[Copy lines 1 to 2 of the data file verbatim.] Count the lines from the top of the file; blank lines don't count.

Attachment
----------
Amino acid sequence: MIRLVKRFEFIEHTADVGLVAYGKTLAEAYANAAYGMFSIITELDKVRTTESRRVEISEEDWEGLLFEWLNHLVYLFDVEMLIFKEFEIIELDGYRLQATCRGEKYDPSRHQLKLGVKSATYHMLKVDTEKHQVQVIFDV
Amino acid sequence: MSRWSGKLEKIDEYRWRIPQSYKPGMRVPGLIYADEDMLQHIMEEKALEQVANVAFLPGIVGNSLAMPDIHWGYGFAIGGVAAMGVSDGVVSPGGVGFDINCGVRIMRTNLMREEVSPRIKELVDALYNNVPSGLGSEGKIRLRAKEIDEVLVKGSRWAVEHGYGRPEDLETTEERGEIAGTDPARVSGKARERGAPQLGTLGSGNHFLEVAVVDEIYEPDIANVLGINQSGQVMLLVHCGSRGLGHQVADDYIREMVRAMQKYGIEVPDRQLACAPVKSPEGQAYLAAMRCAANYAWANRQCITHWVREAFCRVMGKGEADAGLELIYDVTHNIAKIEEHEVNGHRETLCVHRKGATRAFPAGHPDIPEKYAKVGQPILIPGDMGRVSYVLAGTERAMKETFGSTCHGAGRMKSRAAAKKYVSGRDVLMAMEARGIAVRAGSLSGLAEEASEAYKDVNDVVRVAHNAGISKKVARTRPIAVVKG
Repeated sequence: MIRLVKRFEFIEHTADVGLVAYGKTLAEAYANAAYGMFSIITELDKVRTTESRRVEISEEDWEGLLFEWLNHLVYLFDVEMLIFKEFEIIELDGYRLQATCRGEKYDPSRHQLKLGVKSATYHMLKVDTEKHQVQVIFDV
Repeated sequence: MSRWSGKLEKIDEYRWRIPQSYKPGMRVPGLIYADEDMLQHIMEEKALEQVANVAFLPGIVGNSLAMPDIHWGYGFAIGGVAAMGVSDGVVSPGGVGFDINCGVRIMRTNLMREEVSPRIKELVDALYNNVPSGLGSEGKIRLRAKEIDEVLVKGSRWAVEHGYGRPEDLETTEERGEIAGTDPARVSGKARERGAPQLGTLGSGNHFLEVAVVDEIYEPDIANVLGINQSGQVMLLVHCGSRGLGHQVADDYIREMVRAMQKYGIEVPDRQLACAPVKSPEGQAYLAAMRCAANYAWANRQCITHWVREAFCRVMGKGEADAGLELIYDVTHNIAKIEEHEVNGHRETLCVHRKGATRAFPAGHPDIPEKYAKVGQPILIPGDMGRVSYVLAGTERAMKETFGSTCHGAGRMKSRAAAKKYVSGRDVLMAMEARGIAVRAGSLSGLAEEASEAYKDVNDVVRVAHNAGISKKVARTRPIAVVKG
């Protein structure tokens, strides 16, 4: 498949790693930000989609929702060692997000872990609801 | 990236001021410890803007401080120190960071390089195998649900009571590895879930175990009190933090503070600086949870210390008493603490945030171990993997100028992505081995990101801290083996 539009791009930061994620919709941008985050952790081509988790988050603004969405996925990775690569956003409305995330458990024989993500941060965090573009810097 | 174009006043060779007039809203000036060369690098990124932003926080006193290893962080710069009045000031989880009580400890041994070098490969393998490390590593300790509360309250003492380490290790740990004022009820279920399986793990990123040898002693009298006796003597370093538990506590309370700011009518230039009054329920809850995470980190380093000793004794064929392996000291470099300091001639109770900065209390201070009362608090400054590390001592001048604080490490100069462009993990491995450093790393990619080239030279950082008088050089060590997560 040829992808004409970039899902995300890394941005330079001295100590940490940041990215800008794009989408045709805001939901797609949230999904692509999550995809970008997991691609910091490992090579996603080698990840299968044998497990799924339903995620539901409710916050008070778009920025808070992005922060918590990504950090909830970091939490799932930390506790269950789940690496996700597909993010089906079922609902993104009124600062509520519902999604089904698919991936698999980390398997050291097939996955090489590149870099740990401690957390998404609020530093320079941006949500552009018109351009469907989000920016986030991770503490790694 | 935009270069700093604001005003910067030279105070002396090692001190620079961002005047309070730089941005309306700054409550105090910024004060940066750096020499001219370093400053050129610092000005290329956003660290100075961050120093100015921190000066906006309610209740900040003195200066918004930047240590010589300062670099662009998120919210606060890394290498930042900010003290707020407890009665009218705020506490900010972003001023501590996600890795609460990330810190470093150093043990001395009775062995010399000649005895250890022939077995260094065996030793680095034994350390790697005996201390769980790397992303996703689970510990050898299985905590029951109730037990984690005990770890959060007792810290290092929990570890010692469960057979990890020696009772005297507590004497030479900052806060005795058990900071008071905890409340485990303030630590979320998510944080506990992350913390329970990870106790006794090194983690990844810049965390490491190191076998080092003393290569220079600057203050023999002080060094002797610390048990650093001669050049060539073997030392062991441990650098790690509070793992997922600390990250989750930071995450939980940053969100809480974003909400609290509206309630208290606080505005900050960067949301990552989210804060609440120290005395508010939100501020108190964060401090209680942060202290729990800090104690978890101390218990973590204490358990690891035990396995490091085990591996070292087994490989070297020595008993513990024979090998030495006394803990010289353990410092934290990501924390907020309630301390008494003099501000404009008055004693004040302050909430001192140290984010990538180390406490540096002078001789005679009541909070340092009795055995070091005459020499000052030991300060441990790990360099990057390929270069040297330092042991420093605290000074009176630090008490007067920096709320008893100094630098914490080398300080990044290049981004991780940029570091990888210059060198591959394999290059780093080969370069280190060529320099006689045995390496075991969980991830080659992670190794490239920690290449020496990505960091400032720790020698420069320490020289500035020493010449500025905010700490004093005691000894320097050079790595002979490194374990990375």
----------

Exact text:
Amino acid sequence: MIRLVKRFEFIEHTADVGLVAYGKTLAEAYANAAYGMFSIITELDKVRTTESRRVEISEEDWEGLLFEWLNHLVYLFDVEMLIFKEFEIIELDGYRLQATCRGEKYDPSRHQLKLGVKSATYHMLKVDTEKHQVQVIFDV
Amino acid sequence: MSRWSGKLEKIDEYRWRIPQSYKPGMRVPGLIYADEDMLQHIMEEKALEQVANVAFLPGIVGNSLAMPDIHWGYGFAIGGVAAMGVSDGVVSPGGVGFDINCGVRIMRTNLMREEVSPRIKELVDALYNNVPSGLGSEGKIRLRAKEIDEVLVKGSRWAVEHGYGRPEDLETTEERGEIAGTDPARVSGKARERGAPQLGTLGSGNHFLEVAVVDEIYEPDIANVLGINQSGQVMLLVHCGSRGLGHQVADDYIREMVRAMQKYGIEVPDRQLACAPVKSPEGQAYLAAMRCAANYAWANRQCITHWVREAFCRVMGKGEADAGLELIYDVTHNIAKIEEHEVNGHRETLCVHRKGATRAFPAGHPDIPEKYAKVGQPILIPGDMGRVSYVLAGTERAMKETFGSTCHGAGRMKSRAAAKKYVSGRDVLMAMEARGIAVRAGSLSGLAEEASEAYKDVNDVVRVAHNAGISKKVARTRPIAVVKG